1. I read this in my reader but when I tried to comment you had pulled it. This shouldn't make any difference except it's now 6:30 in the AM and I've decided that last night one was altogether too girly.:-)and could be summed so, awwwwwwww cute.
    This morning, I think I'll play devils advocate.
    One of the biggest issues across the English speaking world is education; rather the lack of it. You can see it with my writing sometimes when a degree in Arts wars with a dismal primary and secondary schooling. It is now considered that to best intrinsic disadvantage at home, kids are immersed within the educational environment.
    Home schooling is not like feeding a child that can ask for the breast using well formed and grammatically correct language, aka over two years. And if ever I have kids I will think long before I send them off to educational hell that is the primary school in Ireland. But no matter how you slice it, nowadays, gentle toe-dipping for kids into education is the preserve of the wealthy, the self indulgent and the romantic rustic nuts like myself.

    P.S. I thought there was boarding schools established for those from out in the boondocks. And how the hell did you ever get 'me' time with three kids. Still you've got to pay for your fun, I suppose. Seems a tad harsh though.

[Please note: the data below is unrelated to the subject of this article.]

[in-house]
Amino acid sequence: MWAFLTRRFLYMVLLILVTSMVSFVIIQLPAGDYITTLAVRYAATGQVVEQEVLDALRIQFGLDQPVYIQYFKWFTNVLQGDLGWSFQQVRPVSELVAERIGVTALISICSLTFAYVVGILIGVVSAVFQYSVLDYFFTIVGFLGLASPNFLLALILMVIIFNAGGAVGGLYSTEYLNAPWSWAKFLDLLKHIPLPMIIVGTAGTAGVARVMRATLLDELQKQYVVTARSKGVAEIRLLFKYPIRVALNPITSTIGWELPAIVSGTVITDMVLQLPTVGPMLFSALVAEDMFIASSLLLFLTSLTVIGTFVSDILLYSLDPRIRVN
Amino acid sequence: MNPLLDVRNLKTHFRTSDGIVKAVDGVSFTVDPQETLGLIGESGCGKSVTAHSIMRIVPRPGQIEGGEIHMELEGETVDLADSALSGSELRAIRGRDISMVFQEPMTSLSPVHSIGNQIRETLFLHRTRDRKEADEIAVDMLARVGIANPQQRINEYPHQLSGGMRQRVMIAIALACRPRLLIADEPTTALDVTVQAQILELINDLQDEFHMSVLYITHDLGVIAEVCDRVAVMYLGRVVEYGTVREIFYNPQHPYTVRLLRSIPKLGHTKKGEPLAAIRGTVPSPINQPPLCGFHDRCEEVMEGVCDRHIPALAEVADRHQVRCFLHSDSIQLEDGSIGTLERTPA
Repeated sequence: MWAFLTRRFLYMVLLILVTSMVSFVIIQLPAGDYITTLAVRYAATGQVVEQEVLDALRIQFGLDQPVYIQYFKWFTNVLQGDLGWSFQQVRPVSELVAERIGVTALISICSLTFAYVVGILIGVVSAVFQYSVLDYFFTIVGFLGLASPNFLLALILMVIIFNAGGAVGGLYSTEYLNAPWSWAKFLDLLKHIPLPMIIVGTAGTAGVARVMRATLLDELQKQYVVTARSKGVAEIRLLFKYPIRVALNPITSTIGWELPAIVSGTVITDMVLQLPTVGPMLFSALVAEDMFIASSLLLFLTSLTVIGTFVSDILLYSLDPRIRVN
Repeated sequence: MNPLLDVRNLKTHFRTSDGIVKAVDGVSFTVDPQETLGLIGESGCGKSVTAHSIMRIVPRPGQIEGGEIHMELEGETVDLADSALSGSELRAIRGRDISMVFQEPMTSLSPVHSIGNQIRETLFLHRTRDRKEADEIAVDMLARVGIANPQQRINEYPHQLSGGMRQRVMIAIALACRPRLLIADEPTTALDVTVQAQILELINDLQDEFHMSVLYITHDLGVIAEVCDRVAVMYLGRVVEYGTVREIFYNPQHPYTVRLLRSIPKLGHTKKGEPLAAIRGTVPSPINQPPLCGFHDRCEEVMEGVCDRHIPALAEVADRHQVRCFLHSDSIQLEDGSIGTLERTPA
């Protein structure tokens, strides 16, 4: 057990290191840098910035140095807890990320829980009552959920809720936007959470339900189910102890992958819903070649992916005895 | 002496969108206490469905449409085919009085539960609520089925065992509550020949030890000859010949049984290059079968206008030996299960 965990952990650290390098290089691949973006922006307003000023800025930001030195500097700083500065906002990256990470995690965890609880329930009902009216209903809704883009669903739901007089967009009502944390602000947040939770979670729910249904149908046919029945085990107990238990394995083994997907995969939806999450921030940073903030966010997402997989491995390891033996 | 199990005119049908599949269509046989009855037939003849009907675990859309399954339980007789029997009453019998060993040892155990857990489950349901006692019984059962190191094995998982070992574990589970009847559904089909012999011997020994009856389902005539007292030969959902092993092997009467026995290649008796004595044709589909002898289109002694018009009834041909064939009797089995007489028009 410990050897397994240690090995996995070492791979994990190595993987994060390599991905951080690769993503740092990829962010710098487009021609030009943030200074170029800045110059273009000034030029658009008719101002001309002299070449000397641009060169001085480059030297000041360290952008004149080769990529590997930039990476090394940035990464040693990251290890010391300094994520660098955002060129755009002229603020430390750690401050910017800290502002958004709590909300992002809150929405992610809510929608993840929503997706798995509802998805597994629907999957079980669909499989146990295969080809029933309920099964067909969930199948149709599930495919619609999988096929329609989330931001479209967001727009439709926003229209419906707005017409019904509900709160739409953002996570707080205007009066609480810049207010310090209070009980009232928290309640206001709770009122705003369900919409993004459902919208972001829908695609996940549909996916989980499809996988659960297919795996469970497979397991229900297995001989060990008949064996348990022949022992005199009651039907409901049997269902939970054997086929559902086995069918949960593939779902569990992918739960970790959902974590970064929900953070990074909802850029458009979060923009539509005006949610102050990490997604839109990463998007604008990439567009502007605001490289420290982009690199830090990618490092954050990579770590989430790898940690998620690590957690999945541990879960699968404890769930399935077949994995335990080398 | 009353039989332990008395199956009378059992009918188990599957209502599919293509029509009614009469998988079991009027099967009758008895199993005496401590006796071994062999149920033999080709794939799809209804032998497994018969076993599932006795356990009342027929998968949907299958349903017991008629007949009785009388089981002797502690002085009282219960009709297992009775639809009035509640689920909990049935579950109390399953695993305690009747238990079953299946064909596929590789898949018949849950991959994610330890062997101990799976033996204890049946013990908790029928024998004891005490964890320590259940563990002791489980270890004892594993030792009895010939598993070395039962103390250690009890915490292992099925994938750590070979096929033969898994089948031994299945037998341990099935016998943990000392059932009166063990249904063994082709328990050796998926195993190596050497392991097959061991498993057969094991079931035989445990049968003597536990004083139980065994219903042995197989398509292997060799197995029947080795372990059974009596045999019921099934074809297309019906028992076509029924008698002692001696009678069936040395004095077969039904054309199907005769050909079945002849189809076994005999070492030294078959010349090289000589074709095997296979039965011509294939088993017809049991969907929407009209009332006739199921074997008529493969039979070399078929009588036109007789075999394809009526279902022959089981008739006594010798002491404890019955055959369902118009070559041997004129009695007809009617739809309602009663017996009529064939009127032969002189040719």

2. Vince: I accidentally hit the 'publish' button yesterday before I had finished this post, so that's why I pulled it. Anyway, I suppose I could also be described as a 'romantic rustic nut', 'cause I certainly ain't wealthy and generally not self-indulgent :) Boarding schools are few and far between over here. They are really the preserve of the well-to-do unless of course the school is a seminary.
    As for me time, when the kids were little? Afternoons they all went to their rooms for an hour and read to themselves, and then they were all in bed by 8 pm. Also, I went for lots of runs by myself and my husband had the kids by himself, then. Yes, being a parent is intense, but I love it, so I don't mind.
    btw, the toe-dipping now happens for most children in pre-school. A lot of children now attend pre-school from age two and a half. They go for a couple of mornings a week.

  3. I completely agree with you, Rebecca. Full day kindergarten does not suit every child or every family. Perhaps it should have been offered at some schools as a choice. As I understand it, there is not much more "education" taking place during those extra hours that they are at school.

  4. i am hear hear as well on this...we have created some sick expectations for ourselves in our need to consume and its result is the break down of the family...we sacrificed to keep T home until the kids went to school...her job is flexible enough now that she can take off and i am home during the day as well...